In mid-20th century Fairfax County, farmland and dirt roads became shopping centers and dense single-family home developments, many of which are now showing their age.
Supervisor Sharon Bulova (D-Braddock) hosted her annual spring town meeting, Wednesday, June 20, to unite residents and government in the task of keeping Fairfax County neighborhoods "safe, attractive and vital" — the core mission of the newly created strike teams. What attendees heard was an assertive initiative that officials say will send out a strong message to those who aren’t doing their part.
"In older parts of the county particularly, people are willfully conspiring to break the law," said Gerry Connolly, chairman of the Fairfax County Board of Supervisors. "There is zero tolerance for willful violation of the law."
In an effort to keep the older neighborhoods vital, the county created two code-enforcement strike teams that began operating June 1. The purpose of the teams, which comprise 15 different county agencies, is to shut down illegal boarding houses and enforce local zoning, building and safety codes. The teams include inspectors from the zoning, building, fire and health departments, and also police officers, sheriff’s deputies, attorneys and other country officials.
Since the strike team’s first day on the job, Friday, June 1, it has already identified nearly 130 properties to investigate, said David McKernan, the operations sections chief for the strike teams.
"There are 47 properties we are [currently] addressing," he said.
On the morning of Wednesday, June 20, the team obtained its first successful inspection warrant and entered a home that was thought to be in violation of the multiple occupancy ordinance. Connolly said county officials have found several boarding houses, and in some cases, brothels, making the issue bigger than just zoning enforcement. That’s why there is a need to "strike back" with the teams, he said.
"This is police department, health, human services, fire department, legal …," he said. "We have to get together and strategize, neighborhoodwide."
And that is what several neighborhoods in the Braddock District are doing, with Bulova’s guidance. Several homeowners and civic association presidents have mobilized to try to encourage neighbors to report violations. Representatives from four Braddock communities were at Bulova’s meeting to discuss the problems in each of their respective neighborhoods.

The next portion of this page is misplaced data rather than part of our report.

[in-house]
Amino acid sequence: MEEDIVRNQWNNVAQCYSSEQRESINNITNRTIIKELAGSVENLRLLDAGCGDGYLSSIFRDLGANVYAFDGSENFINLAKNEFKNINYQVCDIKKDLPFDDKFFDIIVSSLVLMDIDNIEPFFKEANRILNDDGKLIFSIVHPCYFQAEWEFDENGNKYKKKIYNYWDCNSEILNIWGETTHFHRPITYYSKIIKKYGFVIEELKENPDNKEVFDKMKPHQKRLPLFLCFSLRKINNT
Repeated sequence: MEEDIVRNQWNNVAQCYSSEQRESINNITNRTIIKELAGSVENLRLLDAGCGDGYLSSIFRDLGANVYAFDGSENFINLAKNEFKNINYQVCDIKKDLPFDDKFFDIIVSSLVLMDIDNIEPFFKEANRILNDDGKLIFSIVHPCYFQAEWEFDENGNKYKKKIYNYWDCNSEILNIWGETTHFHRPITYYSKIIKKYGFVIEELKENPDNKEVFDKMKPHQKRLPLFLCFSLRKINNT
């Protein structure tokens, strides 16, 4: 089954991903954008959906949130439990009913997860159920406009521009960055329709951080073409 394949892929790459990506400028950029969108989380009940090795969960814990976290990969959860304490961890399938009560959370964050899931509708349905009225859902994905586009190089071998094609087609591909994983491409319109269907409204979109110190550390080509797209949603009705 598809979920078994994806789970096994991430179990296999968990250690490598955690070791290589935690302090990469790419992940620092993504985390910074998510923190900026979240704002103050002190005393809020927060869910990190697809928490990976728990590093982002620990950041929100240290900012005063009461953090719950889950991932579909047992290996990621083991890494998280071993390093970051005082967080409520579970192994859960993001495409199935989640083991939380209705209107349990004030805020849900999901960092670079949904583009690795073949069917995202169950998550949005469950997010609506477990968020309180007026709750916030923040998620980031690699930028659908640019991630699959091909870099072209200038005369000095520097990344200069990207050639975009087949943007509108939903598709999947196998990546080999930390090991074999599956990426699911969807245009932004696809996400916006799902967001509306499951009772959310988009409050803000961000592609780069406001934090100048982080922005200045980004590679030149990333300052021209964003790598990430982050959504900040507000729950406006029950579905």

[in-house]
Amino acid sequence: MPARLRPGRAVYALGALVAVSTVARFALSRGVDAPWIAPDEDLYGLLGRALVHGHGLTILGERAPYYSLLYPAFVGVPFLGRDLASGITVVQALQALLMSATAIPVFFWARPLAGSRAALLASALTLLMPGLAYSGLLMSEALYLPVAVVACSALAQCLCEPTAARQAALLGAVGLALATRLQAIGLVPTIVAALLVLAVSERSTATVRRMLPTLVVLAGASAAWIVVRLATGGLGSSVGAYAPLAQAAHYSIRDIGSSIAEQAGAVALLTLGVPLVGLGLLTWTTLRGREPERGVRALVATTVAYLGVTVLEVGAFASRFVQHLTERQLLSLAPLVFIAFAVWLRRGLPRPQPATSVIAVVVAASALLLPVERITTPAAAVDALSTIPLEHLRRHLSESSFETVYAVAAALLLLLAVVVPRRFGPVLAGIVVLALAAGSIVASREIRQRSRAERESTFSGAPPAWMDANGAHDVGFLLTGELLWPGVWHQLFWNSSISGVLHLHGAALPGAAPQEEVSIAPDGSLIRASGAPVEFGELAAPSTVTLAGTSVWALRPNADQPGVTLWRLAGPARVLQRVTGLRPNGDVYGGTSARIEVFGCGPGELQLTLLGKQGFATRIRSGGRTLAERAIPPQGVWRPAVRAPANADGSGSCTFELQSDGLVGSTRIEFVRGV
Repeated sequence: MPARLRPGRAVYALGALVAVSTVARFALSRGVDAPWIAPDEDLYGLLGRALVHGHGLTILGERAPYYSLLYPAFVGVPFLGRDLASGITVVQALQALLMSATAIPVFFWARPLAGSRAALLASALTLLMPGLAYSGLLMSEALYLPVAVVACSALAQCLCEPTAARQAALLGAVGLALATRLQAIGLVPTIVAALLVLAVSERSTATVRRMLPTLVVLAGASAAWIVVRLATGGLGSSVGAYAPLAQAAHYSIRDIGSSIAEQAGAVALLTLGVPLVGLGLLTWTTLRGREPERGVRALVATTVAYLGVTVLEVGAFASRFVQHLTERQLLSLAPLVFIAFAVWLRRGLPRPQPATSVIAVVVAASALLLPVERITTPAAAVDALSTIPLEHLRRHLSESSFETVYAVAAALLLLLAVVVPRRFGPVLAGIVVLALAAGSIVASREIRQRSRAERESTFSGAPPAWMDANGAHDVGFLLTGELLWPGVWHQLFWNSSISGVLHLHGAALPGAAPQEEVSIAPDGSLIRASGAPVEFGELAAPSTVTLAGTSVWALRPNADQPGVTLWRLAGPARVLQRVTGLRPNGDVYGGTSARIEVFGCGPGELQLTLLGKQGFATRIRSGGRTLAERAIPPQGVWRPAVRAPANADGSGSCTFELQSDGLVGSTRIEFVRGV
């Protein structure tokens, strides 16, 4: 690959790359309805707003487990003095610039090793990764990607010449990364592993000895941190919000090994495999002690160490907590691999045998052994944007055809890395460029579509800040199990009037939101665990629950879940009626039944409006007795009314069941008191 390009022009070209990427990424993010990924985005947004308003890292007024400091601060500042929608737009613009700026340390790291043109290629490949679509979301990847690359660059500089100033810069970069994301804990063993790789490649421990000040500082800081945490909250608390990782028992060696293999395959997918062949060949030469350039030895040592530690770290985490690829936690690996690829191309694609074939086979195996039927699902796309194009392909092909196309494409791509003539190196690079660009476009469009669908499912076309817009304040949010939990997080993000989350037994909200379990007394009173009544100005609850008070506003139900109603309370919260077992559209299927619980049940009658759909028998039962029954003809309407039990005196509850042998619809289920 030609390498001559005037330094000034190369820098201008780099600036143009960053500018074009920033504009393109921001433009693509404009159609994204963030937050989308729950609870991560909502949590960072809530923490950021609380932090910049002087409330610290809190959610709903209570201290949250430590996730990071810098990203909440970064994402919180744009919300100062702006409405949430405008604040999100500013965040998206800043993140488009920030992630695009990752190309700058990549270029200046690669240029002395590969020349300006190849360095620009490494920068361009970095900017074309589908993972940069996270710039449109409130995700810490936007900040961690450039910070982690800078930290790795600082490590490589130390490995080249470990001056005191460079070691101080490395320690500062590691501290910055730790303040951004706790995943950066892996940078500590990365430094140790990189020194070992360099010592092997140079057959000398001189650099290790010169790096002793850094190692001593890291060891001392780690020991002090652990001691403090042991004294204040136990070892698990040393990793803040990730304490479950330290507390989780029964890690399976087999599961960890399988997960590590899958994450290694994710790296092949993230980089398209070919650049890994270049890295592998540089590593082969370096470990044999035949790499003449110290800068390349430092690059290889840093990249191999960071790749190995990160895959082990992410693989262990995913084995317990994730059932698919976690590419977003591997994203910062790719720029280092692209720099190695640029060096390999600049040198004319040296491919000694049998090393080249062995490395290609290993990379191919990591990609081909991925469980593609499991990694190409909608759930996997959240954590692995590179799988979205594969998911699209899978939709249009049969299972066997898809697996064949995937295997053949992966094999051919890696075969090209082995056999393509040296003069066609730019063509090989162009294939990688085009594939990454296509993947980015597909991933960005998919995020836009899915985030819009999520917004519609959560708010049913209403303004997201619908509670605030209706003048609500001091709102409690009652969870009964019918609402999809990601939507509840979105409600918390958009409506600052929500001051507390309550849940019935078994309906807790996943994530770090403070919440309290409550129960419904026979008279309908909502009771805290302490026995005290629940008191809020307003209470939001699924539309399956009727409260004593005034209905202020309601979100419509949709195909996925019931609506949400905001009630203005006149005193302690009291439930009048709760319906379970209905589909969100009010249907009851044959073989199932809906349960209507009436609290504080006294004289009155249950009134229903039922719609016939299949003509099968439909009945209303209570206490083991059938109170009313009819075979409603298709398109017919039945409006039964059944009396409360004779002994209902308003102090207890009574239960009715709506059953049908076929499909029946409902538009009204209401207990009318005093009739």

From boarding houses and unlicensed home businesses, to building illegal home additions and leaving construction debris scattered around, the older communities are suffering.
Some neighbors have complained but have received little or no response from the county, said John Cook, president of the Kings Park Civic Association in Springfield.
"A lot of people have zero confidence that the laws are being enforced," he said.
BUT SOMETIMES what looks like a violation isn’t one. Just because something looks out of place, doesn’t mean it is, said Bulova. Many people don’t know the details of the laws, both the violators and those who report suspected violators, Connolly said.
"Most people don’t move here and say, ‘hey, I want to get a look at that ordinance’," said Connolly.
David Ellis, the planning section chief, said the teams are conducting a full examination of the code-enforcement system, "from top to bottom." The teams are looking at the organization, structure and the current policies and practices of enforcing the laws.
"We need to make calling in easier for folks," said Ellis. A major strike team goal is "to have a flexible and adaptable code-enforcement system that communicates with the community and can get out and solve the problems quickly."
And the teams have a lot of energy to implement this, said Beth Teare, assistant county attorney and a strike team member. She explained to Braddock residents at Bulova’s meeting that the delays some of them may experience are a part of the process. Complaints need to be investigated and proved in court and then there are time frames for violators to comply or appeal. The court also has a time frame in which it must act on an appeal and scheduling and holding a trial can take six to nine months.
Cook is leading up a pilot program in the Braddock District though that he hopes will restore confidence in the government’s enforcement of the laws. In 2005, about 12.4 percent of county zoning complaints were in the Braddock District, according to the county data from the Department of Planning and Zoning. In 2006, Braddock complaints accounted for about 11 percent of the county total. The department expects a decrease this year based on current numbers and trends, said Mike Congleton, senior deputy zoning administrator.
And it’s not just willful violators that are scheming to run boarding houses, some of the accidental violators just need a little help, said Cook. The 45-year-old Kings Park community is feeling the pains of aging, he said, and elderly people who live in some of those older homes might not have $50,000 to spend on a new kitchen or roof. Those residents need a little help, which is what Bulova hopes to accomplish via the strike teams and the pilot program led by Cook. She hopes to provide incentives for people to reinvest in these communities, such as low-interest loans for renovations and possibly stricter laws within the civic and homeowners associations.
"Anyone is welcome in our neighborhoods, so long as they respect the harmony of the neighborhoods," said Connolly. "Nobody gets to take over that harmony and destroy it … but we also need to protect the victims who don’t know any better."